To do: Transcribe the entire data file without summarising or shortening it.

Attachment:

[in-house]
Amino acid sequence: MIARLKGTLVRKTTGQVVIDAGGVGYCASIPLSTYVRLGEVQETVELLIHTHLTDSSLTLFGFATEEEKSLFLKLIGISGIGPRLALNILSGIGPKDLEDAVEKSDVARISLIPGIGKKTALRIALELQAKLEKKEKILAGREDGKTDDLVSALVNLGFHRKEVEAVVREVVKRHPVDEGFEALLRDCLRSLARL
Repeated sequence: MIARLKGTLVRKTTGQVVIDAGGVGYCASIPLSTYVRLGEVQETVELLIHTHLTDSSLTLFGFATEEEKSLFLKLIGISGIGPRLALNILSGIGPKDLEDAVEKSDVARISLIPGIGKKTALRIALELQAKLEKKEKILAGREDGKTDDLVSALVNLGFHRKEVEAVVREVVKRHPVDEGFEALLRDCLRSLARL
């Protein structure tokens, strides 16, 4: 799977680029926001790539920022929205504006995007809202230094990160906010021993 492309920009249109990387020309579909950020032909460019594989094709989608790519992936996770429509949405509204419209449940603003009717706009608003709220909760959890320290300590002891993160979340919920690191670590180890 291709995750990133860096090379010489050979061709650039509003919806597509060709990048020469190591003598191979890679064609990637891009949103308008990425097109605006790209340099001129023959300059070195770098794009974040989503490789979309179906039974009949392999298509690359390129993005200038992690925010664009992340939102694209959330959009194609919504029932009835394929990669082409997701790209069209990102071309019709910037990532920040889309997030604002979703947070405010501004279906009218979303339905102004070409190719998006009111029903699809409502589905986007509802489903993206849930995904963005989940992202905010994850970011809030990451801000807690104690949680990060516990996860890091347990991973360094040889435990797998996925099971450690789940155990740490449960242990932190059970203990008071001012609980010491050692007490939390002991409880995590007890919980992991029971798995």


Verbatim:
[in-house]
Amino acid sequence: MIARLKGTLVRKTTGQVVIDAGGVGYCASIPLSTYVRLGEVQETVELLIHTHLTDSSLTLFGFATEEEKSLFLKLIGISGIGPRLALNILSGIGPKDLEDAVEKSDVARISLIPGIGKKTALRIALELQAKLEKKEKILAGREDGKTDDLVSALVNLGFHRKEVEAVVREVVKRHPVDEGFEALLRDCLRSLARL
Repeated sequence: MIARLKGTLVRKTTGQVVIDAGGVGYCASIPLSTYVRLGEVQETVELLIHTHLTDSSLTLFGFATEEEKSLFLKLIGISGIGPRLALNILSGIGPKDLEDAVEKSDVARISLIPGIGKKTALRIALELQAKLEKKEKILAGREDGKTDDLVSALVNLGFHRKEVEAVVREVVKRHPVDEGFEALLRDCLRSLARL
């Protein structure tokens, strides 16, 4: 799977680029926001790539920022929205504006995007809202230094990160906010021993 492309920009249109990387020309579909950020032909460019594989094709989608790519992936996770429509949405509204419209449940603003009717706009608003709220909760959890320290300590002891993160979340919920690191670590180890 291709995750990133860096090379010489050979061709650039509003919806597509060709990048020469190591003598191979890679064609990637891009949103308008990425097109605006790209340099001129023959300059070195770098794009974040989503490789979309179906039974009949392999298509690359390129993005200038992690925010664009992340939102694209959330959009194609919504029932009835394929990669082409997701790209069209990102071309019709910037990532920040889309997030604002979703947070405010501004279906009218979303339905102004070409190719998006009111029903699809409502589905986007509802489903993206849930995904963005989940992202905010994850970011809030990451801000807690104690949680990060516990996860890091347990991973360094040889435990797998996925099971450690789940155990740490449960242990932190059970203990008071001012609980010491050692007490939390002991409880995590007890919980992991029971798995």